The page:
Edited by: NICKYCRANE at: 8/19/2013 (12:40)
RUSSELL_40 Posts: 16,826
8/18/13 11:47 A

Since everyone is on a diet, the issue is whether you stick to it or not. If you decide to get off your balanced diet, and go to Taco Bell, how is that the fault of the diet?

However you eat, you are on a diet. They haven't worked because your diet is horrific. You need a change in diet. Once you figure out how to eat properly, just repeat day after day for the rest of your life.. you will still be on a diet.

The only way your diet fails you is if it just doesn't work for you. If it leaves you hungry, or not feeling well, it is still he same diet, and may work for others. You have to find what diet works for you. Most often though, we cheat on our diet, since most of us don't actually stop and put in the effort to learn what diet works for us. We run around trying out other people's diets, and failing at them.

If we stopped and put in a minimal amount of effort to analyze what is best for us, maybe with help from a dietitian, we would have a diet that we could stick to for the next 50 years, and stop misusing the word diet. Probably one of the most important aspects of our lives, and we treat it as an afterthought.

8/18/13 6:55 A

This was such an informed excellent post..Thank You.

CICELY360 Posts: 4,140
8/17/13 7:52 P

I don't do diets because they don't work. I always tell people I'm making lifestyle changes.

FIFIFRIZZLE Posts: 2,148
8/17/13 2:46 P

No more, I promise, but, Just looking back on the original question 'lost weight on diet and gained it back' ,, is your conclusion that you have failed, or the diet?
My conclusion is the diet has enabled me to lose weight but I haven't made permanent changes that support me in maintaining my new weight. I did release the weight. I didn't gain it back. I put on new weight because I returned to patterns of eating that gained weight in the first place. I messed my metabolism about, and while it was still seeking to reach homeostasis at the earlier set point, before it stabilized at the lower weight, allowed myself to put on fat again.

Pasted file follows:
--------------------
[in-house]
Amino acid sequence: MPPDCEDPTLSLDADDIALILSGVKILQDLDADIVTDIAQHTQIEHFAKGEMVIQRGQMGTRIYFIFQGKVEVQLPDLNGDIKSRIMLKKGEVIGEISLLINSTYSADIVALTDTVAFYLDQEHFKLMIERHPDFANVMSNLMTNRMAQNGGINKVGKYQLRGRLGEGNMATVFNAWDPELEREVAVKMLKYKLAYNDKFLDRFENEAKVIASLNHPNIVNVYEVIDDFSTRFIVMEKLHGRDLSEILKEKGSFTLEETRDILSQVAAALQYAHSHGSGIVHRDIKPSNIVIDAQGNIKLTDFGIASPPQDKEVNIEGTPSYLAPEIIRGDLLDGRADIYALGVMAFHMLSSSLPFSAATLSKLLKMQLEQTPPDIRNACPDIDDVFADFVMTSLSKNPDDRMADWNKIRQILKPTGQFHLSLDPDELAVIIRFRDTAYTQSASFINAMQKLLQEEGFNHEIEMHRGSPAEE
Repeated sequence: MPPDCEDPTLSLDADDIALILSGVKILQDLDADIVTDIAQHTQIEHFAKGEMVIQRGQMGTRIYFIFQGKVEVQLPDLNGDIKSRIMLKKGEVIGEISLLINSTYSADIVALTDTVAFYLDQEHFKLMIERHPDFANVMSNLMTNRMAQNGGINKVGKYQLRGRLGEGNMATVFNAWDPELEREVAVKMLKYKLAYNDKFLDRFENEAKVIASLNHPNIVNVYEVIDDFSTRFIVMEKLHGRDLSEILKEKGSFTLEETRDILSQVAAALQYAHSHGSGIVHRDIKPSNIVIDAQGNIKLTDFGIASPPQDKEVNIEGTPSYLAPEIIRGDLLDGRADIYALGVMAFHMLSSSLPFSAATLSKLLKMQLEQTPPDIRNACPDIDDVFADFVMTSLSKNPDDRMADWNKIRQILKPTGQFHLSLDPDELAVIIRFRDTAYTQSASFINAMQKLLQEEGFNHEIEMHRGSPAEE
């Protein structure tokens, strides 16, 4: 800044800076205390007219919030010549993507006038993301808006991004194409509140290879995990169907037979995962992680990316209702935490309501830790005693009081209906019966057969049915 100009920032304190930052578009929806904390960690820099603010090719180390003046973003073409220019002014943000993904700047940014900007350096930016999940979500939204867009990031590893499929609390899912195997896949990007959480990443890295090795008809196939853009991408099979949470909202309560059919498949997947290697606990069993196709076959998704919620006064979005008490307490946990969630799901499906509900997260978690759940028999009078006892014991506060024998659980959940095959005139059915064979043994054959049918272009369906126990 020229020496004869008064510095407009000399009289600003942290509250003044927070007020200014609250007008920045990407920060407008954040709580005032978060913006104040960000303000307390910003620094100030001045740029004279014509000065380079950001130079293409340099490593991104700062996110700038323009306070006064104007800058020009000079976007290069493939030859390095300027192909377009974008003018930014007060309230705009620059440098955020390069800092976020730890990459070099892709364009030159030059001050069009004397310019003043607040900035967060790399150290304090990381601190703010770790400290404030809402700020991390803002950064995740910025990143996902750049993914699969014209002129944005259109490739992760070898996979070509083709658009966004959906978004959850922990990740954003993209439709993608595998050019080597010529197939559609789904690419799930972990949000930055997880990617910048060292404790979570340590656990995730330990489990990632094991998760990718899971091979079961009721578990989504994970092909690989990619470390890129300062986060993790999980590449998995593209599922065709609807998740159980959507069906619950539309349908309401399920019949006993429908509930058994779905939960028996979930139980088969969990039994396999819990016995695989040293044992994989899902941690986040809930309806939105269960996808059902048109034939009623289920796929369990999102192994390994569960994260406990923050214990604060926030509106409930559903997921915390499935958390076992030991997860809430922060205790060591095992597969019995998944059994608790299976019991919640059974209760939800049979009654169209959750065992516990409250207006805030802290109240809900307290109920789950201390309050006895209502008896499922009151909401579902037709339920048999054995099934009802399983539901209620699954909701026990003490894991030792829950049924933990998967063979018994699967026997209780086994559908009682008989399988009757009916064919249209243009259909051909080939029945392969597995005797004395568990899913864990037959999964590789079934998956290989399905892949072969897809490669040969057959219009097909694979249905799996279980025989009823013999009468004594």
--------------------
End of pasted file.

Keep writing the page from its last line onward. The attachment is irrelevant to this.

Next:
JANLUCY Posts: 1,524
8/17/13 11:40 A

Dieting is so dangerous and it doesn't work. LIfestyle change is what works, and picking yourself up after messing up, brushing off that self-doubt and continuing on with healthy eating and exercise.

GOALWTIN7 SparkPoints: (2,121)
Fitness Minutes: (0)
Posts: 306
8/17/13 6:03 A

Diets are a temporary fix. Most diets you can not stay on for a lifetime. Permanent fix is changing your lifestyle to something that is comfortable to you. Exercising one hour a day is comfortable for me and also makes me feel good. Exercising three hours a day would make me 10 pounds thinner which I want to be but would not be comfortable and I could not keep that up as a lifestyle.

I also believe we all have a set point in our weight. Some set points are higher than others. Meaning not everyone was designed by nature to be thin. Some people may always be a few pounds over the BMI range as that is their natural set point. A few pounds over if you are healthy is really fine and restricting your food intake may not always be the healthy way to go.

FIFIFRIZZLE Posts: 2,148
8/17/13 4:51 A

What a great topic. I am on a diet where I restrict my eating for a few weeks, consolidate for a few weeks, then eat to my newly established patterns, then go through the cycle again. I LOVE this diet and I've lost 80lbs this year.
Will I keep it off? Well, my eating patterns have changed dramatically. And I am thinking of maintenance all the time. It's why I chose this diet. I tried all the diets at some stage, and it's how I got so many extra kilos.